Top 10 Best Patriotic Country Songs of All Time

Tragedy and Heroics

It's probably safe to say that no American music genre expresses patriotism—love for the flag and the heroes that protect it—as profoundly as country music. This playlist of the 10 best patriotic country music songs of all time includes several that balance the tragedy and costs of war with love of the United States.

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"Courtesy of the Red, White and Blue (The Angry American)"—Toby Keith

Toby Keith performs during Stagecoach: California's Country Music Festival 2010 at The Empire Polo Club in Indio, California.
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Toby Keith got a lot of grief over this song, especially the line "putting a boot in your ass/it's the American way." On the other hand, it was inspired in part by 9/11, when passions were running high, and it helps us remember the incident and the men and women who gave their lives, and still do, to ensure we sleep safe at night. The music starts softly but builds to a powerful guitar-heavy chorus.

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"If You're Reading This"—Tim McGraw

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Tim McGraw first performed this song on the ACM Awards show in 2007. The story is that of a soldier who has passed on and his wishes about where he'd like to be buried and how he'd like to be remembered. The tempo is slower, the instrumentation is sparse, and Tim's vocals are laden with emotion. With our country still embroiled in multiple wars, this song speaks to something too many families have experienced.

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"Arlington"—Trace Adkins

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This song is deeply touching, describing the war from a soldier's perspective after he dies in battle. The tempo is slow, and the music acoustic, backed by Adkins' rumbling baritone. One of the most moving sections of the song comes when the soldier meets his grandfather, who is also buried at Arlington: "And it gave me a chill/when he clicked his heels and saluted me."

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"8th of November"—Big & Rich

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This song tells the true story of Vietnam veteran Niles Harris, who survived a battle that took place on Hill 65 in War Zone D on November 8, 1965. He was part of the Army's 173rd Airborne Brigade and lost 48 of his fellow comrades. The song has a slow dirge-like quality to it, fitting for the subject, and the video is amazing.

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"The Fightin' Side of Me"—Merle Haggard

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This song was written during the Vietnam era, and it addresses one of the most controversial conflicts of our time. On it, Merle Haggard sings about how it's possible to be against the war while still favoring the fighting forces involved in it.​ The tempo of the song is mid-range, with a strumming guitar and powerful lyrics.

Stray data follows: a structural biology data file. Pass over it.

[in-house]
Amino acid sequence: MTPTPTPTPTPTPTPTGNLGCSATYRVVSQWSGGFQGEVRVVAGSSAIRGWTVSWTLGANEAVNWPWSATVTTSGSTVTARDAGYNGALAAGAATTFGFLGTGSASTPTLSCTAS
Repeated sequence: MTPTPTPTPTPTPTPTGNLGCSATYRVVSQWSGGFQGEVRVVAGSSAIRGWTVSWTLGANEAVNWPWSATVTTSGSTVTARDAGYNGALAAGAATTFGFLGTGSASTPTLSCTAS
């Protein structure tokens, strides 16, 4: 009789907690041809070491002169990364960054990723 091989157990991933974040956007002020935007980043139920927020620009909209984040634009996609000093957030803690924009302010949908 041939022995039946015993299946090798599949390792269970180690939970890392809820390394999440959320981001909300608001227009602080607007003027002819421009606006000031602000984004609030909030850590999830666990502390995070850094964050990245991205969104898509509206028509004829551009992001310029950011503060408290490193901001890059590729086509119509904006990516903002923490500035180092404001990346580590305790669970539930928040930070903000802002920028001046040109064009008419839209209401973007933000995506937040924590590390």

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"Only in America"—Brooks & Dunn

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How lucky we are to live in a country where so much is possible, is the main theme of this song. It features a strong uptempo country-rock vibe, with a heavy guitar line. It rarely fails to get audiences on their feet when Brooks & Dunn play it live.

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"God Bless the USA"—Lee Greenwood

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This powerful song that came out in 1984 is sometimes referred to as the unofficial National Anthem. With its guitar-driven verses and Greenwood's impassioned vocals, its chorus lets everyone know where Greenwood unapologetically stands: 

"And I'm proud to be an American
Where at least I know I'm free
And I won't forget the men who died
Who gave that right to me..."
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"The Ballad of Ira Hayes"—Johnny Cash

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"The Ballad of Ira Hayes" is a folk song written by Peter LaFarge, and it has been recorded by many different artists, including Bob Dylan, Pete Seeger, and Townes Van Zandt. The version by Johnny Cash reached No. 3 on the charts, and it tells the true story of a Pima Indian that served in the Marine Corps in World War II, who was one of the men that raised the flag over Iwo Jima. After returning home from war, Hayes sank into alcoholism, which ended up claiming his life. Cash's version uses recited verses and sung choruses, with a sparse acoustic arrangement to go along with the somber tone.

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"Some Gave All"—Billy Ray Cyrus

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So many people think that Billy Ray Cyrus is all about "Achy Breaky Heart," but this touching ballad was another of his hits. It reminds us that "all gave some, some gave all" and we should always honor those people. Cyrus makes good use of his vocal ability with a heartfelt performance on this loving tribute to the men and women that fight for our freedom each day.

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"Where Were You (When the World Stopped Turning)"—Alan Jackson

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I bet you can remember where you were when the 9/11 attacks took place. Alan Jackson gives us visual references and reminds us not to forget. He performed this song acoustically at the 2001 CMA Awards, just two months after the attacks, and the whole country took notice. The vocals are sung from the heart, and you can feel his anguish in every word.